Nietzsche and the rapture of aesthetic disinterestedness: a response to Heidegger

In Nicholas Martin (ed.), Nietzsche and the German Tradition. Bern: Peter Lang. pp. 215-236 (2003)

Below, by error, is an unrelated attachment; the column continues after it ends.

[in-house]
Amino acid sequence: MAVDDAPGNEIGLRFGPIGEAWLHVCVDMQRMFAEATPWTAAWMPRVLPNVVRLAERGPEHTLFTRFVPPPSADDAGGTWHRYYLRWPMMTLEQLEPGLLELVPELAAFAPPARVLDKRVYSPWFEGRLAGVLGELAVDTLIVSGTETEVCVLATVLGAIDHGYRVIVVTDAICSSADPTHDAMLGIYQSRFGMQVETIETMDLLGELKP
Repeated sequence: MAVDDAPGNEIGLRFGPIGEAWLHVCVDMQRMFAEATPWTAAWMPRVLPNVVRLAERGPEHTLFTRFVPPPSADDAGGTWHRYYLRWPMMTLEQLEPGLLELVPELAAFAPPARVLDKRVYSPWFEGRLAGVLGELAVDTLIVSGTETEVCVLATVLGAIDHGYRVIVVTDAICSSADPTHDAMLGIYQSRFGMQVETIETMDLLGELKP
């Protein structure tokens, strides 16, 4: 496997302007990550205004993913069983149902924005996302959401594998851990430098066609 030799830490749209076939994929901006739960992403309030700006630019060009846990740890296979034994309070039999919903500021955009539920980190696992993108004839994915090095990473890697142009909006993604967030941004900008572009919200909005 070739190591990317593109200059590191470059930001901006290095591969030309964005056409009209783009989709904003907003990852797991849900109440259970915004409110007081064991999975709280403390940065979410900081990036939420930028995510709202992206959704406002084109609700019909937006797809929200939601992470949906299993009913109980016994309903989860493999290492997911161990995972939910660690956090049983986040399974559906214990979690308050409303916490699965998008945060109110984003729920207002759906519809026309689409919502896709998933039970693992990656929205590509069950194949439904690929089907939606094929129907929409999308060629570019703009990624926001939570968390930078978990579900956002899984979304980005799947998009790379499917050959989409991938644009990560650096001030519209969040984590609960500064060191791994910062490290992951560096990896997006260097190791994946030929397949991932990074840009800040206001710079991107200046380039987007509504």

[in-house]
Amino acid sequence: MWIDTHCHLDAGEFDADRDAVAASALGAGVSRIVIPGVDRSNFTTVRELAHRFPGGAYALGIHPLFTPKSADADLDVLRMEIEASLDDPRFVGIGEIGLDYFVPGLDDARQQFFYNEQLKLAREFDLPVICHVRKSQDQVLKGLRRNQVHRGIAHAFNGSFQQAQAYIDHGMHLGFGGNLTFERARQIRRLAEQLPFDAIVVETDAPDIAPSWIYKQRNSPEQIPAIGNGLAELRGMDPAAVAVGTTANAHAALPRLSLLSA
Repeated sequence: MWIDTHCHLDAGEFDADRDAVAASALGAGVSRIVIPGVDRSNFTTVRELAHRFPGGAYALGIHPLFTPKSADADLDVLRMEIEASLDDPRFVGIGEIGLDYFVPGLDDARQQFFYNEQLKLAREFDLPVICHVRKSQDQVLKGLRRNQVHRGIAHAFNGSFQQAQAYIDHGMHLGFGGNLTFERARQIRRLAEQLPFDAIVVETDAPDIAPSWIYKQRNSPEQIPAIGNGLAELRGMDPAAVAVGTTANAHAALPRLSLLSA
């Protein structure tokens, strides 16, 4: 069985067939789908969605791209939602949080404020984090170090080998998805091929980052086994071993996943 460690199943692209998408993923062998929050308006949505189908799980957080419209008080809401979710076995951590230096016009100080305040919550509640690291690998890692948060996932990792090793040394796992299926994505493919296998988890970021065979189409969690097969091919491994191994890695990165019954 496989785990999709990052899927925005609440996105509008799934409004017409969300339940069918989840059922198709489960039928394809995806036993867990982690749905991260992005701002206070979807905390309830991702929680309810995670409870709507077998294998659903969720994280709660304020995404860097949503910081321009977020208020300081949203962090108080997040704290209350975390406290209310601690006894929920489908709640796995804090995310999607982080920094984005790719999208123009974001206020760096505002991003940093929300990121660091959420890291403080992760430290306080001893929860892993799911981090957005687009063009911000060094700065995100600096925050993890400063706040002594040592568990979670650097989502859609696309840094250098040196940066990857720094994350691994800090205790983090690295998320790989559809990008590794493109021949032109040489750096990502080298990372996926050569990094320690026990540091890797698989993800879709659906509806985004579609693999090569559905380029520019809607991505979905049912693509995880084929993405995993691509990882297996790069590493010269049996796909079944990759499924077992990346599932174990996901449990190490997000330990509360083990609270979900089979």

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Taking Heidegger's prominent critique of Nietzsche's treatment of Kant's notion of 'aesthetic disinterestedness' as a foil this paper argues that, contrary to the dominant interpretation, Nietzsche's text contain a positive and radical notion of 'aesthetic disinterestedness'. It is argued that Nietzsche's naturalistic notion of aesthetic disinterestedness is a key feature of his conception of art as natural life process that contests the boundaries, values and libidinal constitution of the 'human'. The ramifications of this for Heidegger's reading of Nietzche's aesthetics are considered. The paper reviews Nietzsche's critical treatment of the notion of 'aesthetic disinterestedness' in both "The Birth of Tragedy" and the "Genealogy of Morality" and relates these to his overall vision of the relationship between art and life.
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